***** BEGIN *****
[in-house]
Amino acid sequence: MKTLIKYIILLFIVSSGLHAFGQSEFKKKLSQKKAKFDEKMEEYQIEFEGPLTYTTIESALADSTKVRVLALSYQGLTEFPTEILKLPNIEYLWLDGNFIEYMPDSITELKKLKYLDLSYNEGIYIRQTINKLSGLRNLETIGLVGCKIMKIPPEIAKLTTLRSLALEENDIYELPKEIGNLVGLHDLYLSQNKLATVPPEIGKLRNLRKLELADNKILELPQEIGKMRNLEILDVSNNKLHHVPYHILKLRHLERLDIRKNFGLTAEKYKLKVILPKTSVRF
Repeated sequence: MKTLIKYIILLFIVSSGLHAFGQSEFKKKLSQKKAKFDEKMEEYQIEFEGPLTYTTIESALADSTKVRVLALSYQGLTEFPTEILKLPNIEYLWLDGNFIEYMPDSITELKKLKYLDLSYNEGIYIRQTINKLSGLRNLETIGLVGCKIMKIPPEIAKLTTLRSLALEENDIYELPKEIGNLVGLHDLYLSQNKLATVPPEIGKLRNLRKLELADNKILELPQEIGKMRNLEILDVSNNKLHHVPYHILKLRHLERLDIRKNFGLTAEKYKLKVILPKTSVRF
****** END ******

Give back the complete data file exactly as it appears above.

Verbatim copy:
[in-house]
Amino acid sequence: MKTLIKYIILLFIVSSGLHAFGQSEFKKKLSQKKAKFDEKMEEYQIEFEGPLTYTTIESALADSTKVRVLALSYQGLTEFPTEILKLPNIEYLWLDGNFIEYMPDSITELKKLKYLDLSYNEGIYIRQTINKLSGLRNLETIGLVGCKIMKIPPEIAKLTTLRSLALEENDIYELPKEIGNLVGLHDLYLSQNKLATVPPEIGKLRNLRKLELADNKILELPQEIGKMRNLEILDVSNNKLHHVPYHILKLRHLERLDIRKNFGLTAEKYKLKVILPKTSVRF
Repeated sequence: MKTLIKYIILLFIVSSGLHAFGQSEFKKKLSQKKAKFDEKMEEYQIEFEGPLTYTTIESALADSTKVRVLALSYQGLTEFPTEILKLPNIEYLWLDGNFIEYMPDSITELKKLKYLDLSYNEGIYIRQTINKLSGLRNLETIGLVGCKIMKIPPEIAKLTTLRSLALEENDIYELPKEIGNLVGLHDLYLSQNKLATVPPEIGKLRNLRKLELADNKILELPQEIGKMRNLEILDVSNNKLHHVPYHILKLRHLERLDIRKNFGLTAEKYKLKVILPKTSVRF